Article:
John Taras
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John Taras

John Taras
Born(1919-04-18)April 18, 1919
DiedApril 2, 2004(2004-04-02) (aged 84)
Occupationballet master, choreographer
Hélène Sadowska
ChildrenAnne (stepdaughter)

John Taras (April 18, 1919 – April 2, 2004) was a prominent American ballet master, repetiteur, and choreographer.

Early life and education

Born on the Lower East Side of New York City to Ukrainian parents, he was sent at age 16 to study ballet with Michel Fokine, Anatole Vilzak, Pierre Vladimiroff and Ludmila Shollar, and later to the School of American Ballet.


He first appeared professionally with Opera on Tour for which Fokine arranged dance.

He performed at the 1939 New York World's Fair with Ballet Caravan at the Ford Pavilion and joined Catherine Littlefield's Philadelphia Ballet for a 1941 tour of the southern states, and in 1942 was in the Broadway revival of J. M. Barrie's A Kiss for Cinderella. He then toured South America with American Ballet Caravan.

Taras joined Ballet Theatre in 1942 and rose to soloist. He rehearsed the ballets of Lichine, DeMille, Nijinska, Balanchine and Tudor, and in 1946 choreographed his first ballet, Graziana.[1]

He danced the 1947 season with the Markova-Dolin Company at the Chicago Civic Opera and produced Camille for de Basil's Original Ballet Russe with Alicia Markova and Anton Dolin as the leads. Taras was principal dancer in de Basil's company and regisseur for their Covent Garden and Paris seasons. He produced The Minotaur for Ballet Society that year. In 1949 he choreographed for the experimental Ballets des Champs-Élysées.

Taras staged the Spring Symphony for the San Francisco Ballet in and Designs with Strings to music of Tchaikovsky for the Metropolitan Ballet in Edinburgh in 1948, from which time until 1959 he was choreographer and balletmaster for the Grand Ballet du Marquis de Cuevas. Among the ballets he made for that company was Piège de Lumière from 1952 (which he restaged for New York City Ballet in 1964). He choreographed Fanfare for a Prince as a pièce d'occasion at the Monte-Carlo Opera for the 1956 marriage of Prince Rainier and Grace Kelly.[2]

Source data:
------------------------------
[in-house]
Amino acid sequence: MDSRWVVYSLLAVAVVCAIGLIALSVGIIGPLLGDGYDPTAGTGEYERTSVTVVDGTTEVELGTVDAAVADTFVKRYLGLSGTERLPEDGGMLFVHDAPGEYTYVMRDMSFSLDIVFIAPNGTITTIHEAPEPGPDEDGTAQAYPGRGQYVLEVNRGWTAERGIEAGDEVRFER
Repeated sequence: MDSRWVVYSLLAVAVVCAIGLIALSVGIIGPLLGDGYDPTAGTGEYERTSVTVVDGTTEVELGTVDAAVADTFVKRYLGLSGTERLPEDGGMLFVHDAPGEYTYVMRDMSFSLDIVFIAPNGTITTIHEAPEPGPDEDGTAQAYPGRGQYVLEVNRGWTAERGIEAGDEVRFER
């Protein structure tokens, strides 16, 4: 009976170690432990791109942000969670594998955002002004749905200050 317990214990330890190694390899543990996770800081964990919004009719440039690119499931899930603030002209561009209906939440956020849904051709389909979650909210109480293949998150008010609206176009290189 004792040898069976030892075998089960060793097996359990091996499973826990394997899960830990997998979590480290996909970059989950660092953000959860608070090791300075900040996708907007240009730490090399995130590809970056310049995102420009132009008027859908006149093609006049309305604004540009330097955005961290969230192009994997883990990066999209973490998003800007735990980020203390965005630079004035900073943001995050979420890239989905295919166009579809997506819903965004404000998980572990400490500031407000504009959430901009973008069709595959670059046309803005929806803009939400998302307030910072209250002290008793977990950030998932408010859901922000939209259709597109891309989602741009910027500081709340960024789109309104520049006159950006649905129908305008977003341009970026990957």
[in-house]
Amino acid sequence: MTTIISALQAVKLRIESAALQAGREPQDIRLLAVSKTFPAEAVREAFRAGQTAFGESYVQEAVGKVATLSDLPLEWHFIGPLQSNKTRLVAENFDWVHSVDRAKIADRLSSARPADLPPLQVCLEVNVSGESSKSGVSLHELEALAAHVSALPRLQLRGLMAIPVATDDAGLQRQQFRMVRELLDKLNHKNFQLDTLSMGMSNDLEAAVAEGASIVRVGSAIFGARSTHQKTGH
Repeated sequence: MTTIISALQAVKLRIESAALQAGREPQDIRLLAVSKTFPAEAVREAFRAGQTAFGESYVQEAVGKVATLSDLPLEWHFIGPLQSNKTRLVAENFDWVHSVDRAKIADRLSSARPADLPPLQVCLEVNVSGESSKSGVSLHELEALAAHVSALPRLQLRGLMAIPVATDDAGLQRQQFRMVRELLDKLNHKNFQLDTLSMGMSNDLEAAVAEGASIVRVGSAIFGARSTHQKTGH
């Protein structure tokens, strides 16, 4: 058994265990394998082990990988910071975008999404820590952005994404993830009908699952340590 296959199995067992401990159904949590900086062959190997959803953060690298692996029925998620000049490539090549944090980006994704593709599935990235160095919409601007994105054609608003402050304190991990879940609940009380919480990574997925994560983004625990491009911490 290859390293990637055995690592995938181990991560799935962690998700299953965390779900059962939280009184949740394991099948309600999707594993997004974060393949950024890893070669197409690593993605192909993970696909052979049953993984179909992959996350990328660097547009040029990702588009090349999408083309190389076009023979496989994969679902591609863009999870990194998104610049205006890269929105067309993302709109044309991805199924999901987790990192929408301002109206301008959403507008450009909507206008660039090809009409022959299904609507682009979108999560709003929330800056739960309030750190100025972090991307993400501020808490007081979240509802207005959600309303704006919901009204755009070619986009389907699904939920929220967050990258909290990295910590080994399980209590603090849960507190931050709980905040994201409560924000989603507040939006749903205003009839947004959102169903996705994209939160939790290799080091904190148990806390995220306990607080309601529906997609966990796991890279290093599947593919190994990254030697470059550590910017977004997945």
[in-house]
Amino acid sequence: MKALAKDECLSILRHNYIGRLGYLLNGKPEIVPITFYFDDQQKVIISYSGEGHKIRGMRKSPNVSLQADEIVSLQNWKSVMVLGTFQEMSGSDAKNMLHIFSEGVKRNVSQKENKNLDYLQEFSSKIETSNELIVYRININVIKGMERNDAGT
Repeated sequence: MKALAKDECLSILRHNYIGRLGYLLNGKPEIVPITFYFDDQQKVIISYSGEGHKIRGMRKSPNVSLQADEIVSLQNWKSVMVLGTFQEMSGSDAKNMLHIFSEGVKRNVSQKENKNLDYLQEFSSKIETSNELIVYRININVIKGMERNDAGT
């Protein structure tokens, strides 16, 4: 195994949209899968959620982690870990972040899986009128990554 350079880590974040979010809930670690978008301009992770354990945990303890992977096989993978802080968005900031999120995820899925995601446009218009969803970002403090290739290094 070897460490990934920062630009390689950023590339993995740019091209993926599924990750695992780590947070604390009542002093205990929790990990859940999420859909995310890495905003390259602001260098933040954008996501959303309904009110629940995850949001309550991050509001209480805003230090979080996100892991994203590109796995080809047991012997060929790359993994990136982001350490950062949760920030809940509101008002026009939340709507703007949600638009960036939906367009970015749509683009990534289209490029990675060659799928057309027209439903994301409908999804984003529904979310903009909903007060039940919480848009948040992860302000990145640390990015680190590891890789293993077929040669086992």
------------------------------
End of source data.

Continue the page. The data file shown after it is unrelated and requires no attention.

Balanchine invited Taras to stage La Sonnambula at New York City Ballet in 1959, where served as choreographer and ballet master until 1984; among his works for City Ballet are Ebony Concerto, Concerto for Piano and Winds, Scenes de Ballet, Song of the Nightingale and Persephone for the Stravinsky festivals; Daphnis and Chloe for the 1975 Ravel festival and Souvenir de Florence for the 1981 Tchaikovsky festival. His 1963 Stravinsky ballet, Arcade was Suzanne Farrell's first featured role, as the young girl whose budding romance with Arthur Mitchell is destroyed by a group of chaperones.

He was balletmaster of the Paris Opera Ballet 1969 to 1970, artistic director of West Berlin's Staatsballet Berlin from 1970 to 1972, staged Le Sacre du Printemps at La Scala in Milan for Natalia Makarova, and Sir Frederick Ashton's Illuminations for the Joffrey Ballet and the Royal Ballet, Covent Garden.[3]

Taras staged his own version of The Firebird for Dance Theatre of Harlem, which was seen on PBS's live show Kennedy Center Tonight. The original cast of the ballet starred Lorraine Graves as the princess, Donald Williams as the prince, and Stephanie Dabney whose performances as the eponymous character rocketed her to stardom.[4] Additionally Taras has staged and rehearsed Balanchine's ballets for major companies, including the premiere of the Bolshoi Ballet in a Balanchine work as part of their centenary celebration of Serge Prokofiev. Mikhail Baryshnikov asked him in 1984 to join American Ballet Theatre as associate director.[5] During his tenure at ABT, he served as ballet master and choreographer for the company.[6] In the wake of Baryshnikov's departure from the company, Taras resigned as well.[7]

He died on April 2, 2004. He is survived by his wife, Hélène Sadowska, and his stepdaughter, Anne.[8]


External links


  1. ^ McDonaugh, Don (April 23, 2004). "John Taras, Choreographer who spread the ideas of the New York City Ballet". The Guardian.
  2. ^ "John Taras, 84; Choreographer and Ballet Master". The Los Angeles Times. April 6, 2004.
  3. ^ "John Taras". The Times of London. April 17, 2004.
  4. ^ O'Connor, John (May 5, 1982). "TV: THE HARLEM DANCERS' 'FIREBIRD'". The New York Times.
  5. ^ Kriegsman, Alan (July 23, 1984). "ABT Names John Taras Associate Director". The Washington Post.
  6. ^ Montee, Kristy (January 30, 1986). "BALLET MASTER TARAS STEPS INTO DUAL ROLE AT ABT". The Sun Sentinel.
  7. ^ Pasles, Chris (March 19, 1990). "Associate Artistic Director of ABT Resigns". The Los Angeles Times.
  8. ^ Kisselgoff, Anna (April 5, 2004). "John Taras, Choreographer, Is Dead at 84". The New York Times.

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